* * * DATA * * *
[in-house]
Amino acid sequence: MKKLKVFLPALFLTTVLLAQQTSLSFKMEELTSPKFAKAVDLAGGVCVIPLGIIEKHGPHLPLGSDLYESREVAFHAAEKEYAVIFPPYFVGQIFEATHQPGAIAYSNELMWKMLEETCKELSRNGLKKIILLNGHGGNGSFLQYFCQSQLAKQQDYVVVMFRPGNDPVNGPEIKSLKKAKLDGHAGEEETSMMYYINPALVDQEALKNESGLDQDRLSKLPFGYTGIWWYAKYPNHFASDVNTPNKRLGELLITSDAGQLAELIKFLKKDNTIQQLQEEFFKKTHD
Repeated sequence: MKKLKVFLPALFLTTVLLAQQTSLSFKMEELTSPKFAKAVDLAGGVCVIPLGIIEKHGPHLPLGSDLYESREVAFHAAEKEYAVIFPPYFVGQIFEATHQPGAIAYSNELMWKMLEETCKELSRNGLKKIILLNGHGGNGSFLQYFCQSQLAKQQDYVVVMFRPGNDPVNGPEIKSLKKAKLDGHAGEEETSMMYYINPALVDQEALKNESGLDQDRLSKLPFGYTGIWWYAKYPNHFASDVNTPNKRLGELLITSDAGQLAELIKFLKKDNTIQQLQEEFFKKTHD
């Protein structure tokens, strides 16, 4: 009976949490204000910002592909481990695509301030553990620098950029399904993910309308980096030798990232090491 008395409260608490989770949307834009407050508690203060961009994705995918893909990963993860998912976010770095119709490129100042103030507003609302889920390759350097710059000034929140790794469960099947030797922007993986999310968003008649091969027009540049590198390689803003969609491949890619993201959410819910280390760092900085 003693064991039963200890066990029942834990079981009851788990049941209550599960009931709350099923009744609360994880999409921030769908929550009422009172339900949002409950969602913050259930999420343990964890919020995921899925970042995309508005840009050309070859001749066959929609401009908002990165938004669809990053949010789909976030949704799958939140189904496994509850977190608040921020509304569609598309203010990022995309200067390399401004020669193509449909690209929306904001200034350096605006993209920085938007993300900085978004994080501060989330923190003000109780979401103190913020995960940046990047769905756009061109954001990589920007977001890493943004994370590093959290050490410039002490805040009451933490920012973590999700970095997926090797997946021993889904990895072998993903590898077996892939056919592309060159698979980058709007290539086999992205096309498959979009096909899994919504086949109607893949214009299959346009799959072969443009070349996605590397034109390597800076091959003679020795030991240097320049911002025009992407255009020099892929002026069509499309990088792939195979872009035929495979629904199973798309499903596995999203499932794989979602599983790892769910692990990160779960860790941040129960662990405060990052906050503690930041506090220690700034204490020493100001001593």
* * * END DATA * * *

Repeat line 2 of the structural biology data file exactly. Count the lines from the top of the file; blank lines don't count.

Amino acid sequence: MKKLKVFLPALFLTTVLLAQQTSLSFKMEELTSPKFAKAVDLAGGVCVIPLGIIEKHGPHLPLGSDLYESREVAFHAAEKEYAVIFPPYFVGQIFEATHQPGAIAYSNELMWKMLEETCKELSRNGLKKIILLNGHGGNGSFLQYFCQSQLAKQQDYVVVMFRPGNDPVNGPEIKSLKKAKLDGHAGEEETSMMYYINPALVDQEALKNESGLDQDRLSKLPFGYTGIWWYAKYPNHFASDVNTPNKRLGELLITSDAGQLAELIKFLKKDNTIQQLQEEFFKKTHD